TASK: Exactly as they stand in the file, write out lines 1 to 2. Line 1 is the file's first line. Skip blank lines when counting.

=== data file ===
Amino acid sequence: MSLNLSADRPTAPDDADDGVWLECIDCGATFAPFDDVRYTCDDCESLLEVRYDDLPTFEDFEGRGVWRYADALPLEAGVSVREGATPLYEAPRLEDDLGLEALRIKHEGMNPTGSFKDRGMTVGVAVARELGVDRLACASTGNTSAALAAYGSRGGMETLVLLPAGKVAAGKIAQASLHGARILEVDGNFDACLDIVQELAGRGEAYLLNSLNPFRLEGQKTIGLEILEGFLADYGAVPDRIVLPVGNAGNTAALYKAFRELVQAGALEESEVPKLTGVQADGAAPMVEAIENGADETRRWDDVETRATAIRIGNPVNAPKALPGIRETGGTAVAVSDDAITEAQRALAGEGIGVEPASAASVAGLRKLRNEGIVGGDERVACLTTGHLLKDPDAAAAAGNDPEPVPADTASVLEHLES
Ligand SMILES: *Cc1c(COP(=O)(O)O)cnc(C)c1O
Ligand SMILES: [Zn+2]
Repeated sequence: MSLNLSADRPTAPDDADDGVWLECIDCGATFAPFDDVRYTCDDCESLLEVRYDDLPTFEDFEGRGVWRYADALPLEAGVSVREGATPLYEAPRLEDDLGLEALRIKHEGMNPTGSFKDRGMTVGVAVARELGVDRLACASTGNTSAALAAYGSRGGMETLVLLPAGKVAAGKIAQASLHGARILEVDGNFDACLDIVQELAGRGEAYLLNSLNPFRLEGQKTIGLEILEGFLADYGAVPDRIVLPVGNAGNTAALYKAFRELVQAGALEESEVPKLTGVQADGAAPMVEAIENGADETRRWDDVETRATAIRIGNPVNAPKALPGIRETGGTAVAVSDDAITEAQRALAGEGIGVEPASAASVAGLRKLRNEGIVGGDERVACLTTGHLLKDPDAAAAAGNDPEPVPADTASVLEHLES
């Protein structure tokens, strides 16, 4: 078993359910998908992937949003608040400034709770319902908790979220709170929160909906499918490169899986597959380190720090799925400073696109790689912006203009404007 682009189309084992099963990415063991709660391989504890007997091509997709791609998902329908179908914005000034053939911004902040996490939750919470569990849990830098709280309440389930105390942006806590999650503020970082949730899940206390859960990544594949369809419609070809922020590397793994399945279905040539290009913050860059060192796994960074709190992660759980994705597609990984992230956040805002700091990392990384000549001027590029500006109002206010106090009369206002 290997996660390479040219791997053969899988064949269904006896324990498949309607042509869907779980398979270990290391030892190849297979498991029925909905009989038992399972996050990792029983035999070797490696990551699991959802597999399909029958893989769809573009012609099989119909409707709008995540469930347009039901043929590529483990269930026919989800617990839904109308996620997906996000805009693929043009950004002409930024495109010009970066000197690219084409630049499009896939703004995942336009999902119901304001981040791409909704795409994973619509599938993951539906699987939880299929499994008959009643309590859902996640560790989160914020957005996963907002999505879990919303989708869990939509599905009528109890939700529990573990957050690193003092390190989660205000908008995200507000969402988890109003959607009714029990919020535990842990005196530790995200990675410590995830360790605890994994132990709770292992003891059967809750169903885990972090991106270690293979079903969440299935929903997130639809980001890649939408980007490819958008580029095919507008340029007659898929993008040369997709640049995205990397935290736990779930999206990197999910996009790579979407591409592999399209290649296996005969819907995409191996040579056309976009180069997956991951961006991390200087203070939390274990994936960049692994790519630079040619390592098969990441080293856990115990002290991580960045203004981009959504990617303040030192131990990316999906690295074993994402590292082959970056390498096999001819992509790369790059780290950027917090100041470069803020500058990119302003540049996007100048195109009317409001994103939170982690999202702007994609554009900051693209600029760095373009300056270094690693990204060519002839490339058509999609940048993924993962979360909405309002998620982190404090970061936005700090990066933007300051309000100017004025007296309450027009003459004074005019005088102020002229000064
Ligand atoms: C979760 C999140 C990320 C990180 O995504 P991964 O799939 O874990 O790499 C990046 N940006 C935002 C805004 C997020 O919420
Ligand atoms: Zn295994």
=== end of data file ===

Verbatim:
Amino acid sequence: MSLNLSADRPTAPDDADDGVWLECIDCGATFAPFDDVRYTCDDCESLLEVRYDDLPTFEDFEGRGVWRYADALPLEAGVSVREGATPLYEAPRLEDDLGLEALRIKHEGMNPTGSFKDRGMTVGVAVARELGVDRLACASTGNTSAALAAYGSRGGMETLVLLPAGKVAAGKIAQASLHGARILEVDGNFDACLDIVQELAGRGEAYLLNSLNPFRLEGQKTIGLEILEGFLADYGAVPDRIVLPVGNAGNTAALYKAFRELVQAGALEESEVPKLTGVQADGAAPMVEAIENGADETRRWDDVETRATAIRIGNPVNAPKALPGIRETGGTAVAVSDDAITEAQRALAGEGIGVEPASAASVAGLRKLRNEGIVGGDERVACLTTGHLLKDPDAAAAAGNDPEPVPADTASVLEHLES
Ligand SMILES: *Cc1c(COP(=O)(O)O)cnc(C)c1O